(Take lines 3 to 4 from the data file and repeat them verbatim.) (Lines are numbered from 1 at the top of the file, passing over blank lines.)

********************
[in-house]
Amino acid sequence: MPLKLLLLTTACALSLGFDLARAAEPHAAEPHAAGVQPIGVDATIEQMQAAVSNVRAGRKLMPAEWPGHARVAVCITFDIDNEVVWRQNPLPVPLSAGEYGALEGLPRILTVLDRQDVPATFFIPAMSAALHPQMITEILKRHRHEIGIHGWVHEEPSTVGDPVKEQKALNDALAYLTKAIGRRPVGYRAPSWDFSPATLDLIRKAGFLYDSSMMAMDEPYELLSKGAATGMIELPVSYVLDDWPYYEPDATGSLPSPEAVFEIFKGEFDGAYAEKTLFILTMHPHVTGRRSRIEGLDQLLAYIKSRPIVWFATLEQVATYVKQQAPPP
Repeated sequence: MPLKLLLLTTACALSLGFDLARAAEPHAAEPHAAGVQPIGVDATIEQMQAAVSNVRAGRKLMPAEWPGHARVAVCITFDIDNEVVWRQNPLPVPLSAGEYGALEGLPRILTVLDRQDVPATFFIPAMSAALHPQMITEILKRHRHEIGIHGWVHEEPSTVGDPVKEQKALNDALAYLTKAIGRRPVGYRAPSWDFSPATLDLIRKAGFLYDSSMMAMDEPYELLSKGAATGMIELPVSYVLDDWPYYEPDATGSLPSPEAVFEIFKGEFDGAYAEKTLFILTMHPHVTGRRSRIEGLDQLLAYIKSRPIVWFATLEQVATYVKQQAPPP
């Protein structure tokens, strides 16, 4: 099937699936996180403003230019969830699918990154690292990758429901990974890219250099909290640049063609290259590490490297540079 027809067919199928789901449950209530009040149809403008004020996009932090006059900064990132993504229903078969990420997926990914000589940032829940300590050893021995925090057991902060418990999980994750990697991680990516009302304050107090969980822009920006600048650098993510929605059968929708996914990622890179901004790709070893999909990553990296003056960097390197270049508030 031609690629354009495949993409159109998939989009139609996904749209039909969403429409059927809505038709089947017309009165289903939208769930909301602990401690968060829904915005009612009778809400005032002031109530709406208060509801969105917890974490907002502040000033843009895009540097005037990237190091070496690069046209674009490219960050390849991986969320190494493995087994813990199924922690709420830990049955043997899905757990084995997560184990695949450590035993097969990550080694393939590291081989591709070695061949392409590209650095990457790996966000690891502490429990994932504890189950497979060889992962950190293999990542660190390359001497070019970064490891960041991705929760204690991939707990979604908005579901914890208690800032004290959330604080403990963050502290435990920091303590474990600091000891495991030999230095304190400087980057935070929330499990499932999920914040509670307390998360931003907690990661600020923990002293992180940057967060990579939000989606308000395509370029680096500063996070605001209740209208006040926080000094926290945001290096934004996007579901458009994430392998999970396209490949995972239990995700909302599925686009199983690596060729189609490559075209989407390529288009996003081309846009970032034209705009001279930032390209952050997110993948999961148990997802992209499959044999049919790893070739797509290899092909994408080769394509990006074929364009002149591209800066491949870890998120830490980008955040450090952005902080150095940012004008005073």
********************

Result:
Repeated sequence: MPLKLLLLTTACALSLGFDLARAAEPHAAEPHAAGVQPIGVDATIEQMQAAVSNVRAGRKLMPAEWPGHARVAVCITFDIDNEVVWRQNPLPVPLSAGEYGALEGLPRILTVLDRQDVPATFFIPAMSAALHPQMITEILKRHRHEIGIHGWVHEEPSTVGDPVKEQKALNDALAYLTKAIGRRPVGYRAPSWDFSPATLDLIRKAGFLYDSSMMAMDEPYELLSKGAATGMIELPVSYVLDDWPYYEPDATGSLPSPEAVFEIFKGEFDGAYAEKTLFILTMHPHVTGRRSRIEGLDQLLAYIKSRPIVWFATLEQVATYVKQQAPPP
């Protein structure tokens, strides 16, 4: 099937699936996180403003230019969830699918990154690292990758429901990974890219250099909290640049063609290259590490490297540079 027809067919199928789901449950209530009040149809403008004020996009932090006059900064990132993504229903078969990420997926990914000589940032829940300590050893021995925090057991902060418990999980994750990697991680990516009302304050107090969980822009920006600048650098993510929605059968929708996914990622890179901004790709070893999909990553990296003056960097390197270049508030 031609690629354009495949993409159109998939989009139609996904749209039909969403429409059927809505038709089947017309009165289903939208769930909301602990401690968060829904915005009612009778809400005032002031109530709406208060509801969105917890974490907002502040000033843009895009540097005037990237190091070496690069046209674009490219960050390849991986969320190494493995087994813990199924922690709420830990049955043997899905757990084995997560184990695949450590035993097969990550080694393939590291081989591709070695061949392409590209650095990457790996966000690891502490429990994932504890189950497979060889992962950190293999990542660190390359001497070019970064490891960041991705929760204690991939707990979604908005579901914890208690800032004290959330604080403990963050502290435990920091303590474990600091000891495991030999230095304190400087980057935070929330499990499932999920914040509670307390998360931003907690990661600020923990002293992180940057967060990579939000989606308000395509370029680096500063996070605001209740209208006040926080000094926290945001290096934004996007579901458009994430392998999970396209490949995972239990995700909302599925686009199983690596060729189609490559075209989407390529288009996003081309846009970032034209705009001279930032390209952050997110993948999961148990997802992209499959044999049919790893070739797509290899092909994408080769394509990006074929364009002149591209800066491949870890998120830490980008955040450090952005902080150095940012004008005073």